The expedients which have been mentioned would soon give the States or confederacies that made use of them a superiority over their neighbors. Small States, or States of less natural strength, under vigorous governments and with the assistance of disciplined armies have often triumphed over large States, or States of greater natural strength, which have been destitute of these advantages. Neither the pride nor the safety of the more important States or confederacies would permit them long to submit to this mortifying and adventitious superiority. They would quickly resort to means similar to those by which it had been effected, to reinstate themselves in their lost pre-eminence. Thus we should, in a little time, see established in every part of this country the same engines of despotism which have been the scourge of the Old World. This at least would be the natural course of things; and our reasonings will be the more likely to be just, in proportion as they are accommodated to this standard.  22
Do Republics Promote Peace?

NOTWITHSTANDING the concurring testimony of experience in this particular, there are still to be found visionary or designing men who stand ready to advocate the paradox of perpetual peace between the States, though dismembered and alienated from each other. The genius of republics (say they) is pacific; the spirit of commerce has a tendency to soften the manners of men, and to extinguish those inflammable humors which have so often kindled into wars. Commercial republics like ours will never be disposed to waste themselves in ruinous contentions with each other. They will be governed by mutual interest, and will cultivate a spirit of mutual amity and concord.
  Is it not (we may ask these projectors in politics) the true interest of all nations to cultivate the same benevolent and philosophic spirit? If this be their true interest, have they in fact pursued it? Has it not, on the contrary, invariably been found that momentary passions and immediate interests have a more active and imperious control over human conduct than general or remote considerations of policy, utility, or justice? Have republics in practice been less addicted to war than monarchies? Are not the former administered by men as well as the latter? Are there not aversions, predilections, rivalships, and desires of unjust acquisitions that affect nations as well as kings? Are not popular assemblies frequently subject to the impulses of rage, resentment, jealousy, avarice, and of other irregular and violent propensities? Is it not well known that their determinations are often governed by a few individuals in whom they place confidence, and are of course liable to be tinctured by the passions and views of those individuals? Has commerce hitherto done anything more than change the objects of war? Is not the love of wealth as domineering and enterprising a passion as that of power or glory? Have there not been as many wars founded upon commercial motives, since that has become the prevailing system of nations, as were before occasioned by the cupidity of territory or dominion? Has not the spirit of commerce in many instances administered new incentives to the appetite, both for the one and for the other? Let experience, the least fallible guide of human opinions, be appealed to for an answer to these inquiries.  24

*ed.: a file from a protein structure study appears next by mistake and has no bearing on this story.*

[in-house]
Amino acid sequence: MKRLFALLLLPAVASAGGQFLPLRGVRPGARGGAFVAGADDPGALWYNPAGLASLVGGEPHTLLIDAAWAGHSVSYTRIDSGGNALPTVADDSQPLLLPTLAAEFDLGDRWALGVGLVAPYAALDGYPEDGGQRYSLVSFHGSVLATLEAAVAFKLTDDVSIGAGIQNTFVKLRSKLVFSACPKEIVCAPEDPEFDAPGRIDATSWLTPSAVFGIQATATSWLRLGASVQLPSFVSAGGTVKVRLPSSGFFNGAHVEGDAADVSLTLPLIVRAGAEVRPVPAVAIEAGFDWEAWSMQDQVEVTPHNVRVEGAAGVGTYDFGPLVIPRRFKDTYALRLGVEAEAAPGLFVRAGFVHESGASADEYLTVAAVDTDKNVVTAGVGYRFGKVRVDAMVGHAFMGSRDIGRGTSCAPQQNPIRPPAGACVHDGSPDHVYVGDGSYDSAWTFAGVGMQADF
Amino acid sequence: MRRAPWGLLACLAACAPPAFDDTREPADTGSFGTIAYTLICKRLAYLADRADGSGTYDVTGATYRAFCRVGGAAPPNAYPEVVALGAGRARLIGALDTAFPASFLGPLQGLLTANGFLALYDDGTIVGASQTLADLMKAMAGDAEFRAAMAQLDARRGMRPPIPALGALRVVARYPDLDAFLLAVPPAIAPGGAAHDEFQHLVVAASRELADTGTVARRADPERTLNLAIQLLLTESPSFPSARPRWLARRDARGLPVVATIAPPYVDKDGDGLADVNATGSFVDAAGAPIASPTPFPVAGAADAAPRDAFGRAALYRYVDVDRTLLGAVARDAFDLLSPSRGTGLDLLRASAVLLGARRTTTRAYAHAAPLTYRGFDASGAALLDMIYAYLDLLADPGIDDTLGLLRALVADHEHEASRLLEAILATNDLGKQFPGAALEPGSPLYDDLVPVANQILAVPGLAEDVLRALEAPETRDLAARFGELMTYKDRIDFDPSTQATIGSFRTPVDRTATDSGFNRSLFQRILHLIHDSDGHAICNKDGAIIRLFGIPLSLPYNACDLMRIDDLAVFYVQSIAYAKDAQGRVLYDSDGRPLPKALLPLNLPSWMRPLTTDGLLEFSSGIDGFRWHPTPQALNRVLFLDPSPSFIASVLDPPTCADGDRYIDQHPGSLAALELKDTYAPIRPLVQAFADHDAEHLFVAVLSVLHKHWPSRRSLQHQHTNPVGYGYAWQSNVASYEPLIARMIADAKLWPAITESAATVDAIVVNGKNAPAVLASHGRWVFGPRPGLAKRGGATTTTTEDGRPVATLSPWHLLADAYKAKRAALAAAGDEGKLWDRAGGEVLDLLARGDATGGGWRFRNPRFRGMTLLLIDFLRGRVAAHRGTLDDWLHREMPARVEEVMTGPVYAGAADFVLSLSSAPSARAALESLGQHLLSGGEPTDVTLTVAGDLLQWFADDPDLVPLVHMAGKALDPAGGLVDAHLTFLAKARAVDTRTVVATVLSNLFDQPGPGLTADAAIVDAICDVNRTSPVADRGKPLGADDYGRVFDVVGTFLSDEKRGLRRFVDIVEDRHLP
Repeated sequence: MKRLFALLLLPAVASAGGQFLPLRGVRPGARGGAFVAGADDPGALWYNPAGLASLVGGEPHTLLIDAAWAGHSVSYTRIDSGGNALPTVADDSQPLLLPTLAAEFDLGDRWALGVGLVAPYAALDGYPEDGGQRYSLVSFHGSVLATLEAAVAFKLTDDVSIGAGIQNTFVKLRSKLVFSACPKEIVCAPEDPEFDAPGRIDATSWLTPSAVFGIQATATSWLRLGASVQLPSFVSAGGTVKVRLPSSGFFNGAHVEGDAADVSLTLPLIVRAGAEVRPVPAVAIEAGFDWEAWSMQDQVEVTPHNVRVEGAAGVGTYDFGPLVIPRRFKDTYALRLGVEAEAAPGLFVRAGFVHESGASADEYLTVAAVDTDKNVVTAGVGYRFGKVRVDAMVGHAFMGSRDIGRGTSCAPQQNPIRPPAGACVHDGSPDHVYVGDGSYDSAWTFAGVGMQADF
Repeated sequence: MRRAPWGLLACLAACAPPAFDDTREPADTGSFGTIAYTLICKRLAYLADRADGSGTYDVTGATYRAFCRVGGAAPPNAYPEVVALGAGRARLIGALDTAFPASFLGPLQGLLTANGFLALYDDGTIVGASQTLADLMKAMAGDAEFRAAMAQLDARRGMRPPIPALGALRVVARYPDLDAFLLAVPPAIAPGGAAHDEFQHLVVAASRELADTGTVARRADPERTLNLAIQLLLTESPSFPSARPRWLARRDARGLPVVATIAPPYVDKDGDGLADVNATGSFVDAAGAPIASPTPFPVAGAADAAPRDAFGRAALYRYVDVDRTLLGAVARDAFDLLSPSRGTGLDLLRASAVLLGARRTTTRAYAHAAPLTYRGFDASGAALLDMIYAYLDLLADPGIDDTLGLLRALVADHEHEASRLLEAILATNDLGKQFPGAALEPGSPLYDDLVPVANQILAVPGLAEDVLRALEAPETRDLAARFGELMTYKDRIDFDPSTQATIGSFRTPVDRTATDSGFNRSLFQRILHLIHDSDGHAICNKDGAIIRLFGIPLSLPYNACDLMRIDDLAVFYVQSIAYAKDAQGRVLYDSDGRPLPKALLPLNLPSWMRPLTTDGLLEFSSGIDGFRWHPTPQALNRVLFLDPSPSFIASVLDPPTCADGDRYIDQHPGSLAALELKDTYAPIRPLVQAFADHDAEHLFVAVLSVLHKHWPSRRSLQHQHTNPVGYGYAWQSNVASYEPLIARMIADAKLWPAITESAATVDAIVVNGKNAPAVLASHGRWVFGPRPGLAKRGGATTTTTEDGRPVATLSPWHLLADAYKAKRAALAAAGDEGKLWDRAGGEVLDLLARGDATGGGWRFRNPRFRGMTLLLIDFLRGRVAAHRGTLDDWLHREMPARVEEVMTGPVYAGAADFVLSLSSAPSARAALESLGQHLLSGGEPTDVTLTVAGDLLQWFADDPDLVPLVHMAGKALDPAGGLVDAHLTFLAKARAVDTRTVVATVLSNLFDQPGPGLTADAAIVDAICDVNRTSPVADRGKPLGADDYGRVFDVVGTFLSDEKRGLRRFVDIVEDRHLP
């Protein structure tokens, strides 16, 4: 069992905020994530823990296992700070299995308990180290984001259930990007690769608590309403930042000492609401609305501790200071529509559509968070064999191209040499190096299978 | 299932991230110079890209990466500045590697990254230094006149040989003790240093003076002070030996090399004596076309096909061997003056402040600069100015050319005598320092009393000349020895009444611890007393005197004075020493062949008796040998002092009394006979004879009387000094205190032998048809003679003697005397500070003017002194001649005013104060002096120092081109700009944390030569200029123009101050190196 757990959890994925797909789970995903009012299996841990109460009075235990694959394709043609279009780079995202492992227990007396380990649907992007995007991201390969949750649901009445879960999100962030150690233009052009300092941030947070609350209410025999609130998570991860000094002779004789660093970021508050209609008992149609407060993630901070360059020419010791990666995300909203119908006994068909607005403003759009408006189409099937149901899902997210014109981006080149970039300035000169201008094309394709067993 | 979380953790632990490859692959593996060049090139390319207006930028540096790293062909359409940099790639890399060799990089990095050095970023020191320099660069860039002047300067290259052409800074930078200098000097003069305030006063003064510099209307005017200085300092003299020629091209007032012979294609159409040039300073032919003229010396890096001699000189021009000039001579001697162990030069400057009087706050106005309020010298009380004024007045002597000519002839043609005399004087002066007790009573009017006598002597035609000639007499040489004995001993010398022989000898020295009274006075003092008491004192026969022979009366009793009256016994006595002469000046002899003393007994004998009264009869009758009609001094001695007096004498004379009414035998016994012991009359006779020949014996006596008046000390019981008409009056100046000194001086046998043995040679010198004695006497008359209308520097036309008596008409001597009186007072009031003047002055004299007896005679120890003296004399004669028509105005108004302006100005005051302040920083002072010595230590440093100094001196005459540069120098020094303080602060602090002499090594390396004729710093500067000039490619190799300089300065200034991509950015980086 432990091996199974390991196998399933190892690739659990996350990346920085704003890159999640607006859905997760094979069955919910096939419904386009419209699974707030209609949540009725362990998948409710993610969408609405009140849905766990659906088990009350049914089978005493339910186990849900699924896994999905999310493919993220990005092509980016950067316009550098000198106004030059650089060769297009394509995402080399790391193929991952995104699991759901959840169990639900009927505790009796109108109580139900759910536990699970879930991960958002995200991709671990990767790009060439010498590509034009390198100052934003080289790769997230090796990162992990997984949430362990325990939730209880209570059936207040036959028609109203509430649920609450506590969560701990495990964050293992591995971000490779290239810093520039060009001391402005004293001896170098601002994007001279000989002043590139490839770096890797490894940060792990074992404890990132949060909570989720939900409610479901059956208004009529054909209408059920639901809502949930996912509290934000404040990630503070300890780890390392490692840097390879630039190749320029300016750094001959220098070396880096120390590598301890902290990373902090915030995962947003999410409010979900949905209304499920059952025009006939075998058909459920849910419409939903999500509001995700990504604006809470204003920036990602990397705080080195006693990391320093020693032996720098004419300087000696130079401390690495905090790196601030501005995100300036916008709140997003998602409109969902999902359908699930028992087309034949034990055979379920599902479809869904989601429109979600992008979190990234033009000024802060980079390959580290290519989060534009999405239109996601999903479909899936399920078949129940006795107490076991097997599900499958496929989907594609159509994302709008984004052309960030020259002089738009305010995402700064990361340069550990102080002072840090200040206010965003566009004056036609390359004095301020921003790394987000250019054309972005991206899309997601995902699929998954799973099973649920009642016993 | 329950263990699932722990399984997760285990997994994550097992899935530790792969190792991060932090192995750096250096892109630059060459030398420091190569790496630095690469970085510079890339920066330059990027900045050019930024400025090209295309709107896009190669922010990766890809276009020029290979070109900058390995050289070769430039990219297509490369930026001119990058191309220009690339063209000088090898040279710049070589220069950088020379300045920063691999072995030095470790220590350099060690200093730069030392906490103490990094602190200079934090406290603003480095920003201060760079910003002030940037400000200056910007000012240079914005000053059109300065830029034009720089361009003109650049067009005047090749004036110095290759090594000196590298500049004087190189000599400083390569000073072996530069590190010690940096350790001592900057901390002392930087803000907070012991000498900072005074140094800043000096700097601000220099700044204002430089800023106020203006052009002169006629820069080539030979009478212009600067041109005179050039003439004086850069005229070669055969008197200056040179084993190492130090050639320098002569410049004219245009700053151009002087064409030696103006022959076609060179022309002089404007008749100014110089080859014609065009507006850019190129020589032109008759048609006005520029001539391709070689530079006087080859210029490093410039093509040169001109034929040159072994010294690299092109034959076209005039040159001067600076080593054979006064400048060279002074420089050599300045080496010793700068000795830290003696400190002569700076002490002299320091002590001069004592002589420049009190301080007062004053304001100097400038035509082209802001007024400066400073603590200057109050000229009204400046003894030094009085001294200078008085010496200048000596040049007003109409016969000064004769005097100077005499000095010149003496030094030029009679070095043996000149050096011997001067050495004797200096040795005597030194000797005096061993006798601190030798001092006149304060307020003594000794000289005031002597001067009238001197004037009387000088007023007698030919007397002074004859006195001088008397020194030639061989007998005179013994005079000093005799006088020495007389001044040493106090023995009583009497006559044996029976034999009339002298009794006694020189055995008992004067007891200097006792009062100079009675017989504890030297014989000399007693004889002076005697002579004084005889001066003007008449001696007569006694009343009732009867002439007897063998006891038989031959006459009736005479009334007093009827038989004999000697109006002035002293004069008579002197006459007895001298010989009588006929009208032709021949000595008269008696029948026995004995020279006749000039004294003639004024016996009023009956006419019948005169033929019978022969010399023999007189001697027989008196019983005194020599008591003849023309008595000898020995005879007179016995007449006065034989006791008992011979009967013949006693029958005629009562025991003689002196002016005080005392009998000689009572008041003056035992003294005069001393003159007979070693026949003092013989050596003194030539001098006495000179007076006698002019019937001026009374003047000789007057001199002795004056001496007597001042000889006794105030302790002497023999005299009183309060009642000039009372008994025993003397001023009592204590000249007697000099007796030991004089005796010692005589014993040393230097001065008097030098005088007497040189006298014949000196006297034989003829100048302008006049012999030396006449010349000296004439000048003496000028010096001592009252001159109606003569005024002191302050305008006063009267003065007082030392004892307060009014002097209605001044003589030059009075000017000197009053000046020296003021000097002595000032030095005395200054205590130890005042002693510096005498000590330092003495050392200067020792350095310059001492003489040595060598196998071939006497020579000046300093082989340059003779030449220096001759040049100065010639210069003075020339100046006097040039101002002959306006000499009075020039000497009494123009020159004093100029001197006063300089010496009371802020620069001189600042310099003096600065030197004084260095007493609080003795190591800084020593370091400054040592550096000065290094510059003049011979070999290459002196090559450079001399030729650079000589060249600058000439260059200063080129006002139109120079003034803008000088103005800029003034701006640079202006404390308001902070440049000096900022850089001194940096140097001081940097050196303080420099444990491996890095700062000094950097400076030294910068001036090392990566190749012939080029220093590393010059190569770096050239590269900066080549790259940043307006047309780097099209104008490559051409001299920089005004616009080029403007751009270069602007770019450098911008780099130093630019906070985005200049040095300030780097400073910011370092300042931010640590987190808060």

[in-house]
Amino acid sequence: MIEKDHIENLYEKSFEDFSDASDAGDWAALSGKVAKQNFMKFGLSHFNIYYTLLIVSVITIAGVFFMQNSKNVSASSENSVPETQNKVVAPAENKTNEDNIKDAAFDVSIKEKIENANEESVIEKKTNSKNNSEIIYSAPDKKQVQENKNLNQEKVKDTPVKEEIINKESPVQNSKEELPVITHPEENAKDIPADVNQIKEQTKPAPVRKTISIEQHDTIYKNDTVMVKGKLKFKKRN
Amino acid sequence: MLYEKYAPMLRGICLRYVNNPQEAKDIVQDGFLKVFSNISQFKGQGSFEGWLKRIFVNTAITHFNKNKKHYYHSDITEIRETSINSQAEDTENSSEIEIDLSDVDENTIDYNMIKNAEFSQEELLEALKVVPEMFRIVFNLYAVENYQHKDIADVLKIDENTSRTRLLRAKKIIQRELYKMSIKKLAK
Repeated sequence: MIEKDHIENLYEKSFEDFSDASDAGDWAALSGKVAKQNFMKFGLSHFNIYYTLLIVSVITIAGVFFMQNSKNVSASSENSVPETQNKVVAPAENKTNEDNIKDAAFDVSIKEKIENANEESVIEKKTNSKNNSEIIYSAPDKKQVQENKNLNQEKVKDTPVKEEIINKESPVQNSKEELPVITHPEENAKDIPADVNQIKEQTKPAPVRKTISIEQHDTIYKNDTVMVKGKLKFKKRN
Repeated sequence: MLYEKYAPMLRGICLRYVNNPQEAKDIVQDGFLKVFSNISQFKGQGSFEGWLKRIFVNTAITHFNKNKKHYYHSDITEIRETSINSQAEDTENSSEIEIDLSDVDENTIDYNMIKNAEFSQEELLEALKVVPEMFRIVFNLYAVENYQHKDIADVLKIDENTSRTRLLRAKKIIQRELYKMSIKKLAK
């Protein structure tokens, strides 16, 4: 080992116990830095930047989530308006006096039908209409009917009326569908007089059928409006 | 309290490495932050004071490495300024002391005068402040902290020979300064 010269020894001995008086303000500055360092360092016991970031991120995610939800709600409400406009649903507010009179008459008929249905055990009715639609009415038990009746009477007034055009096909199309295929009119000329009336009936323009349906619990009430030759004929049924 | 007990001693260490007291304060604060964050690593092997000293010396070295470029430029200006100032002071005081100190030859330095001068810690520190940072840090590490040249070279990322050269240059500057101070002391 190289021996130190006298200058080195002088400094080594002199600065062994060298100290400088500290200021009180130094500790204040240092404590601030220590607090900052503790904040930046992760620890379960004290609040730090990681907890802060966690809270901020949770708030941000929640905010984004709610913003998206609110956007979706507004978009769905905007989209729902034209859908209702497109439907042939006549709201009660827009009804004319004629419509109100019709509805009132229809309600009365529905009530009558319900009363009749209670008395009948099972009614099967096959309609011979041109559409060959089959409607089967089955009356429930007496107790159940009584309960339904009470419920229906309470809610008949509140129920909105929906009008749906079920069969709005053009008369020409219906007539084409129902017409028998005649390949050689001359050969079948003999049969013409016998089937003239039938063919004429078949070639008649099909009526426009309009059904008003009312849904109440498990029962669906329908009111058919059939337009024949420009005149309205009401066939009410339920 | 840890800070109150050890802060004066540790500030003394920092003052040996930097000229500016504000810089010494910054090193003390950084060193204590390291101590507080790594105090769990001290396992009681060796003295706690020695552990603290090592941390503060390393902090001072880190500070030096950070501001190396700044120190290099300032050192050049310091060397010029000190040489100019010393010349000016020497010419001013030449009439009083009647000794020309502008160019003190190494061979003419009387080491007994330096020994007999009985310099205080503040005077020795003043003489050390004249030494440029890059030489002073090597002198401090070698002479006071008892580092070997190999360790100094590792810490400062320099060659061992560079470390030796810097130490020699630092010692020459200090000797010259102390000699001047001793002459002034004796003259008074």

Sparta, Athens, Rome, and Carthage were all republics; two of them, Athens and Carthage, of the commercial kind. Yet were they as often engaged in wars, offensive and defensive, as the neighboring monarchies of the same times. Sparta was little better than a well-regulated camp; and Rome was never sated of carnage and conquest.  25
  Carthage, though a commercial republic, was the aggressor in the very war that ended in her destruction. Hannibal had carried her arms into the heart of Italy and to the gates of Rome, before Scipio in turn gave him an overthrow in the territories of Carthage, and made a conquest of the commonwealth.  26
  Venice in later times figured more than once in wars of ambition, till, becoming an object of terror to the other Italian States, Pope Julius II. found means to accomplish that formidable league which gave a deadly blow to the power and pride of this haughty republic.  27
  The provinces of Holland, till they were overwhelmed in debts and taxes, took a leading and conspicuous part in the wars of Europe. They had furious contests with England for the dominion of the sea, and were among the most persevering and most implacable of the opponents of Louis XIV.  28
  In the government of Britain the representatives of the people compose one branch of the national legislature. Commerce has been for ages the predominant pursuit of that country. Few nations, nevertheless, have been more frequently engaged in war; and the wars in which that kingdom has been engaged have in numerous instances proceeded from the people.  29
  There have been, if I may so express it, almost as many popular as royal wars. The cries of the nation and the importunities of their representatives have upon various occasions dragged their monarchs into war, or continued them in it, contrary to their inclinations, and sometimes contrary to the real interests of the State. In that memorable struggle for superiority between the rival houses of Austria and Bourbon, which so long kept Europe in a flame, it is well known that the antipathies of the English against the French, seconding the ambition or rather the avarice of a favorite leader, protracted the war beyond the limits marked out by sound policy, and for a considerable time in opposition to the views of the court.  30